Although economists might have you believe that capitalism is a new phenomenon, the essential building blocks of capitalist economy — private property, shared work effort, agriculture and tool-making — began about 30,000 years ago, as the predominant human culture on Earth changed rapidly from a hunter-gatherer culture (which had been dominant for three million years) to an acquirer-settler culture. This new, acquisitive economy dominates human activity to this day, and defines how we ‘make our living’: by selling our labour to commercial-industrial enterprises (extractors, producers, distributors, and servicers) whose economic mission is to create and distribute ever more goods & services to ever more consumers.
As such, this acquisitive, capitalist economy might be better called a consumer economy: It requires the human citizens of Earth to be insatiable consumers, and relegates us to be merely that. We are largely valued, as individuals, by how much we produce and how much we consume — our wealth — and most commercial-industrial enterprises aspire to be the largest, most profitable and fastest-growing enterprises in Earth’s history. We have become wage-slaves to this economy, toiling away at an unprecedented rate so we can afford to consume more, believing this is the only way to ‘make a living’.
In addition to our indentured state as ‘human capital’ in the life-long service of commercial-industrial enterprises, the cost of this new economy is:
so that much of the planet’s land, air and water have been poisoned, and our planet’s biodiversity is in a tailspin.
Some economists have postulated that the change from a hunter-gatherer to an acquirer-settler culture, with its associated acquisitive economy, was an adaptation by man to sudden scarcities of food 30,000 years ago, as the large, slow game that was our natural and easy prey became scarce as Earth’s climate changed.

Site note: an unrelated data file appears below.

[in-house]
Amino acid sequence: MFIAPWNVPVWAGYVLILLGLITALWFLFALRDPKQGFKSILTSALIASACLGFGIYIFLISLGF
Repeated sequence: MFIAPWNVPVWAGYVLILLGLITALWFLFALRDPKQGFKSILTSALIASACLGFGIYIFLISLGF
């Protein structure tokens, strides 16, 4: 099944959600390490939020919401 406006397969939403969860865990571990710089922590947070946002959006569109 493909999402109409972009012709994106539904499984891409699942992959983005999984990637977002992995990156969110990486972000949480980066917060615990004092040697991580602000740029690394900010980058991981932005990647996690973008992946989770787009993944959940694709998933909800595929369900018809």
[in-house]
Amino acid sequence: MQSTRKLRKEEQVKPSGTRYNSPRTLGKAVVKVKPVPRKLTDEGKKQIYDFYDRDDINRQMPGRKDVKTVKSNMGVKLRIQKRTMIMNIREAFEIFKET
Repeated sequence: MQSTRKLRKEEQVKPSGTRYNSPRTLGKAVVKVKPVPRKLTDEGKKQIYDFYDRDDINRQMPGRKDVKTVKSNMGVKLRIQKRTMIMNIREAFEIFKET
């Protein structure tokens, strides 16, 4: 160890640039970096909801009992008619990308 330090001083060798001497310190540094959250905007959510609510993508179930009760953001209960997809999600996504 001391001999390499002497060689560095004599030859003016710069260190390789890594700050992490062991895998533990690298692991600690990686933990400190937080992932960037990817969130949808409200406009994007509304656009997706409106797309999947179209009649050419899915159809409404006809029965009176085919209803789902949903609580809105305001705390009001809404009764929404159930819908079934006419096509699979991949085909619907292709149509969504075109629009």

We face comparable challenges today: Overpopulation, inefficiency in enterprise production and the endless drive to produce and consume more every generation, have made us realize that our 30,000-year-old acquisitive economy is unsustainable. We know we have to change. What we need is a new model.
Perhaps the best way to identify this new culture, and new economy, is to describe what it would look like and how we might achieve it, and then give it a name.
In an earlier post, I proposed that the first step must be a radical shift in our tax system, to tax non-renewable resource use, pollution and waste (the activities shown with red arrows in the chart above), instead of taxing activities, as we do today, that create employment and are neutral or even beneficial to our environment. The consequence of such a tax shift would be to make products produced from non-renewable resources, or from processes that pollute, much more expensive. Other goods, and almost all services, would become much cheaper. That would inevitably lead to a shift in our consumption patterns, to a dramatic reduction in importation of goods that can be produced locally, and to a cleaner and less destructive world. As one example, a music CD would no longer cost as much as a tank of gasoline. Natural foods would become much cheaper than processed foods, and vegetable products would become much cheaper than animal products.